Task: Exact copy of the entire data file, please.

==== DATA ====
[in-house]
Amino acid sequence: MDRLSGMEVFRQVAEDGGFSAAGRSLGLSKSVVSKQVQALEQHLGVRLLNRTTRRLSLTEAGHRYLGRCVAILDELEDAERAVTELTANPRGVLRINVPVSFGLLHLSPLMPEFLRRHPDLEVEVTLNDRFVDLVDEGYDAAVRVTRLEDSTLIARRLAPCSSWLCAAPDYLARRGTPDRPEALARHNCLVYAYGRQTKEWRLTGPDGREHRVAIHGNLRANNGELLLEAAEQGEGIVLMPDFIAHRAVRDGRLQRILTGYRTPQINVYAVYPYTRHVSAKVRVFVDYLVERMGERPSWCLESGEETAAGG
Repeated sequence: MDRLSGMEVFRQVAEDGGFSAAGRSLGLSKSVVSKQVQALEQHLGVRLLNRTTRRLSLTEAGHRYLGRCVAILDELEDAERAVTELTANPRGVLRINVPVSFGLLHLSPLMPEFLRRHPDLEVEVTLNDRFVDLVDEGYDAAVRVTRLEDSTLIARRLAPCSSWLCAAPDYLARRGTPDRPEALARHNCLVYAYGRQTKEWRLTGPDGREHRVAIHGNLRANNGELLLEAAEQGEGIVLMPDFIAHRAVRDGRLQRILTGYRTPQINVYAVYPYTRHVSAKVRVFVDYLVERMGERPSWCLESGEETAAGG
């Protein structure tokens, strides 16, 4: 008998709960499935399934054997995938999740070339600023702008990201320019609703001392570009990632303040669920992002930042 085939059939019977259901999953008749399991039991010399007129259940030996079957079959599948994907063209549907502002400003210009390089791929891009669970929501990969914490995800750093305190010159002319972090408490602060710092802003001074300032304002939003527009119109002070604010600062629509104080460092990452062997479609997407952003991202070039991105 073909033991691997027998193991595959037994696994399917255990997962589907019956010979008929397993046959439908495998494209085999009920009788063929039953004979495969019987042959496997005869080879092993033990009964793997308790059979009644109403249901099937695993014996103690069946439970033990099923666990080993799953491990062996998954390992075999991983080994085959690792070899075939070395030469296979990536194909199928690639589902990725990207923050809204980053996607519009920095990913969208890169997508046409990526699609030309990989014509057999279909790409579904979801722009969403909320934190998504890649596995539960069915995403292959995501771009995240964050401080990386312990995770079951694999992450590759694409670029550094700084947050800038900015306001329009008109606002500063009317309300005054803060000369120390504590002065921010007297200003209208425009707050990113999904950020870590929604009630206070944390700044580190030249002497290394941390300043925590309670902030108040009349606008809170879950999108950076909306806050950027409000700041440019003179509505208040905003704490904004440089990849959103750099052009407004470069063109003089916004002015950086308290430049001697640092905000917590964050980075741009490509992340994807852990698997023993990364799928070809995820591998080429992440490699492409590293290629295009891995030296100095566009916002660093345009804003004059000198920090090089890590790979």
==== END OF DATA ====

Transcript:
[in-house]
Amino acid sequence: MDRLSGMEVFRQVAEDGGFSAAGRSLGLSKSVVSKQVQALEQHLGVRLLNRTTRRLSLTEAGHRYLGRCVAILDELEDAERAVTELTANPRGVLRINVPVSFGLLHLSPLMPEFLRRHPDLEVEVTLNDRFVDLVDEGYDAAVRVTRLEDSTLIARRLAPCSSWLCAAPDYLARRGTPDRPEALARHNCLVYAYGRQTKEWRLTGPDGREHRVAIHGNLRANNGELLLEAAEQGEGIVLMPDFIAHRAVRDGRLQRILTGYRTPQINVYAVYPYTRHVSAKVRVFVDYLVERMGERPSWCLESGEETAAGG
Repeated sequence: MDRLSGMEVFRQVAEDGGFSAAGRSLGLSKSVVSKQVQALEQHLGVRLLNRTTRRLSLTEAGHRYLGRCVAILDELEDAERAVTELTANPRGVLRINVPVSFGLLHLSPLMPEFLRRHPDLEVEVTLNDRFVDLVDEGYDAAVRVTRLEDSTLIARRLAPCSSWLCAAPDYLARRGTPDRPEALARHNCLVYAYGRQTKEWRLTGPDGREHRVAIHGNLRANNGELLLEAAEQGEGIVLMPDFIAHRAVRDGRLQRILTGYRTPQINVYAVYPYTRHVSAKVRVFVDYLVERMGERPSWCLESGEETAAGG
């Protein structure tokens, strides 16, 4: 008998709960499935399934054997995938999740070339600023702008990201320019609703001392570009990632303040669920992002930042 085939059939019977259901999953008749399991039991010399007129259940030996079957079959599948994907063209549907502002400003210009390089791929891009669970929501990969914490995800750093305190010159002319972090408490602060710092802003001074300032304002939003527009119109002070604010600062629509104080460092990452062997479609997407952003991202070039991105 073909033991691997027998193991595959037994696994399917255990997962589907019956010979008929397993046959439908495998494209085999009920009788063929039953004979495969019987042959496997005869080879092993033990009964793997308790059979009644109403249901099937695993014996103690069946439970033990099923666990080993799953491990062996998954390992075999991983080994085959690792070899075939070395030469296979990536194909199928690639589902990725990207923050809204980053996607519009920095990913969208890169997508046409990526699609030309990989014509057999279909790409579904979801722009969403909320934190998504890649596995539960069915995403292959995501771009995240964050401080990386312990995770079951694999992450590759694409670029550094700084947050800038900015306001329009008109606002500063009317309300005054803060000369120390504590002065921010007297200003209208425009707050990113999904950020870590929604009630206070944390700044580190030249002497290394941390300043925590309670902030108040009349606008809170879950999108950076909306806050950027409000700041440019003179509505208040905003704490904004440089990849959103750099052009407004470069063109003089916004002015950086308290430049001697640092905000917590964050980075741009490509992340994807852990698997023993990364799928070809995820591998080429992440490699492409590293290629295009891995030296100095566009916002660093345009804003004059000198920090090089890590790979």